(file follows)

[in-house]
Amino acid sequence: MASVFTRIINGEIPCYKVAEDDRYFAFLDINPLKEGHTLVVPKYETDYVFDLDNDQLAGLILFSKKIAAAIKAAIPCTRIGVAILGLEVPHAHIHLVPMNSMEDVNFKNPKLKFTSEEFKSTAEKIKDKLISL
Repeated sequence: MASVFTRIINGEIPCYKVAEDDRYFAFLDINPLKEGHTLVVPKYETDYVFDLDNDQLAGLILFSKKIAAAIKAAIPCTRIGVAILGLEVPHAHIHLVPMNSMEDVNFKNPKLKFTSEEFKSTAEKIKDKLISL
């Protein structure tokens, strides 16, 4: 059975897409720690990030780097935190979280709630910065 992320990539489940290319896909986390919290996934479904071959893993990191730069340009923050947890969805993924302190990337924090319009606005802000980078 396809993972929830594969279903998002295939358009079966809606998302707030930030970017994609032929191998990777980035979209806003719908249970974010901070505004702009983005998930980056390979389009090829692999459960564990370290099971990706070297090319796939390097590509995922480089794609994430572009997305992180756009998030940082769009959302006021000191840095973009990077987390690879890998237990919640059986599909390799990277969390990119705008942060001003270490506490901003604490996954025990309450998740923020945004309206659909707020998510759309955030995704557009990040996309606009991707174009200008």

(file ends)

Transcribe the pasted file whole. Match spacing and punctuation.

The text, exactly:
[in-house]
Amino acid sequence: MASVFTRIINGEIPCYKVAEDDRYFAFLDINPLKEGHTLVVPKYETDYVFDLDNDQLAGLILFSKKIAAAIKAAIPCTRIGVAILGLEVPHAHIHLVPMNSMEDVNFKNPKLKFTSEEFKSTAEKIKDKLISL
Repeated sequence: MASVFTRIINGEIPCYKVAEDDRYFAFLDINPLKEGHTLVVPKYETDYVFDLDNDQLAGLILFSKKIAAAIKAAIPCTRIGVAILGLEVPHAHIHLVPMNSMEDVNFKNPKLKFTSEEFKSTAEKIKDKLISL
């Protein structure tokens, strides 16, 4: 059975897409720690990030780097935190979280709630910065 992320990539489940290319896909986390919290996934479904071959893993990191730069340009923050947890969805993924302190990337924090319009606005802000980078 396809993972929830594969279903998002295939358009079966809606998302707030930030970017994609032929191998990777980035979209806003719908249970974010901070505004702009983005998930980056390979389009090829692999459960564990370290099971990706070297090319796939390097590509995922480089794609994430572009997305992180756009998030940082769009959302006021000191840095973009990077987390690879890998237990919640059986599909390799990277969390990119705008942060001003270490506490901003604490996954025990309450998740923020945004309206659909707020998510759309955030995704557009990040996309606009991707174009200008």